Opening Side Two is Street Fighting Man, one of my very favourite Stones songs. It explores similar themes to the Beatles' Revolution, but with understated sitar, droning feedback, crashing open-tuned acoustic guitars and thundering drums. To me, it's always sounded like something of a companion-piece to Jumpin' Jack Flash and I just love its overall atmosphere.
Prodigal Son, written by Rev Robert F Wilkins, is an unashamed and unadorned homage to traditional Memphis-style blues, with Richard's open tunings and Jagger's baritone delivering the goods. You could consider the overtly sexual Stray Cat Blues as the precursor to a style Led Zeppelin would later make their own, and much more menacing in tone than the slower live version that appears on Get Yer Ya-Yas Out. Factory Girl was once described by Keith Richard as an Appalachian Molly Malone and I'm inclined to think he had a point about it's potpourri of folk influences.
Closing out Beggars' Banquet is Salt of the Earth, a love song to the huddled masses that would be laughably incongruous for the usually snide, arrogant Stones were it not so anthemic. And genuine. They're not taking the piss. But then again, it's working class Keith on lead vocals for the first two lines of the song, after all.
So the album as a whole hangs together very nicely. It would begin a five-album sequence of classics that would take the Stones through increasingly impressive follow-ups in Let It Bleed; Get Yer Ya-Yas Out; Sticky Fingers; and Exile on Main Street.
This is undoubtedly an album that is fine just as it is, but would be super-charged by the addition of the song that is inextricably intertwined with its era like no other - Jumpin' Jack Flash. This is a spine-tingler of a song and was the first time Keith Richard had based a whole song around open guitar tunings (E and G, thanks for asking) Tunings he'd learned from the Everly Brothers on an early British tour back in 1964. That was a huge factor in giving the song its ethereal droning quality.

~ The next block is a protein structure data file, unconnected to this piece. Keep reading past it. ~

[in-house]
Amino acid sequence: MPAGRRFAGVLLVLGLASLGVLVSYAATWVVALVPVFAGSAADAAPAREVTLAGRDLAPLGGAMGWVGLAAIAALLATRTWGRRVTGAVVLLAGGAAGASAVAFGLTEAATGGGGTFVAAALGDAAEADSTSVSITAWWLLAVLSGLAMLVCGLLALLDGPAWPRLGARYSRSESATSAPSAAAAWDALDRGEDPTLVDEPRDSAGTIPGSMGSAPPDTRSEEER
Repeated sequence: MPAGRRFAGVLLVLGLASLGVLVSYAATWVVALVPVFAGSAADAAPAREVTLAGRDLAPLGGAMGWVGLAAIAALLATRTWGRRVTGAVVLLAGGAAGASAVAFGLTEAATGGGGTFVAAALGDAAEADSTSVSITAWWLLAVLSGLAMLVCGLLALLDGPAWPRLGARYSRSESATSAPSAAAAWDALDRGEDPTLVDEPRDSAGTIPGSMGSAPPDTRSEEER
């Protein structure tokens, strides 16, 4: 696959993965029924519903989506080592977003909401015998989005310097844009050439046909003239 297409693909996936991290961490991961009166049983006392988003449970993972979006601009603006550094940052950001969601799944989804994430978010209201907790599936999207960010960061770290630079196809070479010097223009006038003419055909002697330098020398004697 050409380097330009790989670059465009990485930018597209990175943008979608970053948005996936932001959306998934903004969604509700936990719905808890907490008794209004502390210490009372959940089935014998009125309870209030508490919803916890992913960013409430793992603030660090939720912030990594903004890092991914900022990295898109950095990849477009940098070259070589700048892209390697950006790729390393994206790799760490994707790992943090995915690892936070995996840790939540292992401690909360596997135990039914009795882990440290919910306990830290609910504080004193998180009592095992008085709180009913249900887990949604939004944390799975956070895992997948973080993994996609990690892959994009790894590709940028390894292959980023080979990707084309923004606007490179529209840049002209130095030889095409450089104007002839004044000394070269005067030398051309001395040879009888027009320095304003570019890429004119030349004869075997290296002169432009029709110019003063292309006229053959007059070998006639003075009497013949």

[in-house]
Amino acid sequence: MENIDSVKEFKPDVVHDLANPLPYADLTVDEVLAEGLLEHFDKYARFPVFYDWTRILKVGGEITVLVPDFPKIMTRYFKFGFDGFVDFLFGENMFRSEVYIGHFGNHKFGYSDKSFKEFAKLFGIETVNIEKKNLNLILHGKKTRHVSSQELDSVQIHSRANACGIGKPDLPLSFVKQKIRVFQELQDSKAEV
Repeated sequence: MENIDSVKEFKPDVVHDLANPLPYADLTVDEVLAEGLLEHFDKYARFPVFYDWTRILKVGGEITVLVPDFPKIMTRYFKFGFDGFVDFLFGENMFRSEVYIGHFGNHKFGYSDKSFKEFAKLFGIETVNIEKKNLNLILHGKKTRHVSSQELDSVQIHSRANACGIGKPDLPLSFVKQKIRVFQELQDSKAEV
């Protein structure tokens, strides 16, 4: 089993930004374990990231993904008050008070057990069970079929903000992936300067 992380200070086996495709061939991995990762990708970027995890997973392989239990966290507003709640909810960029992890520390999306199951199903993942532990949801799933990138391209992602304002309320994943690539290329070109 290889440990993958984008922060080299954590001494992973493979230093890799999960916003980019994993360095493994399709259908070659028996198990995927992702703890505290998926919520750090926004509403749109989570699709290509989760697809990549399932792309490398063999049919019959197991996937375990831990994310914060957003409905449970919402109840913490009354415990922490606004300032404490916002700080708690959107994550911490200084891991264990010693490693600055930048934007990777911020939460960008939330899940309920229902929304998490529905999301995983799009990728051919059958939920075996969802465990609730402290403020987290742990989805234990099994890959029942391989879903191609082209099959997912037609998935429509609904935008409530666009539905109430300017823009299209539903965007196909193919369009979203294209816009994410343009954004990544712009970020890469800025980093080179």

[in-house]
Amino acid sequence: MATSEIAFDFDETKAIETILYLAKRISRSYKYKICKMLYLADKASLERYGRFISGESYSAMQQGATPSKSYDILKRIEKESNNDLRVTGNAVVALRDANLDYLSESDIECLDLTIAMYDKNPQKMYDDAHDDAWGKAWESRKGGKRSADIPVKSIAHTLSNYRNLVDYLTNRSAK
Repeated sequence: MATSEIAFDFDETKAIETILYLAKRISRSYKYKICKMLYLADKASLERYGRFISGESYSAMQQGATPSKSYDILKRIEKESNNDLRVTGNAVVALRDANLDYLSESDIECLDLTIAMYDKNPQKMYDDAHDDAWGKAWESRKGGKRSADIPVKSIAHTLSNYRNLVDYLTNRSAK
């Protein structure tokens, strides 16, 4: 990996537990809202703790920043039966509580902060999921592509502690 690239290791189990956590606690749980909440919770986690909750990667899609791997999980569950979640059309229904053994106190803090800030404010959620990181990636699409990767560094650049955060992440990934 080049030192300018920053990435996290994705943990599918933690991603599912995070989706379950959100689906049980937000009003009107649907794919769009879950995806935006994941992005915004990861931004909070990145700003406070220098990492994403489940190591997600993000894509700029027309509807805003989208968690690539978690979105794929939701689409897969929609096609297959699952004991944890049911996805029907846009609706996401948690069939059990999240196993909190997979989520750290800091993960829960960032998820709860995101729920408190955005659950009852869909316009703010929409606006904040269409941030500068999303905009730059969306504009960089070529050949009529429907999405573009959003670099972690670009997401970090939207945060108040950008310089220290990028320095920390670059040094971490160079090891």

There is some doubt as to whether it's Richard or regular bass player Bill Wyman who plays the portentous incoming bass line but whoever, it's good. And anyway, the swirling Hammond organ outro is definitely Wyman so he was a major contributor come what may.
Jagger struck just the right balance between a drawl and a snarl on the vocal line and the It's alright now chorus has been an iconic rock touchstone for many, both vocally and lyrically.
The title comes from Richard's nickname for the groundsman at his Redlands estate but it was Jagger who ran with the school-of-hard-knocks first person narrative. Much as I appreciate Beggars' Banquet's final track listing, I can't help but feel how much more highly the album would have been regarded with the addition of Jumpin' Jack Flash.
Check out this clip of the Stones playing it live in the studio not long after recording - they get close to matching the single release version in a way that they never would again.
So Which Tracks Would Miss Out?None - the addition of Jumpin' Jack Flash still sees the album come in at under 45 minutes.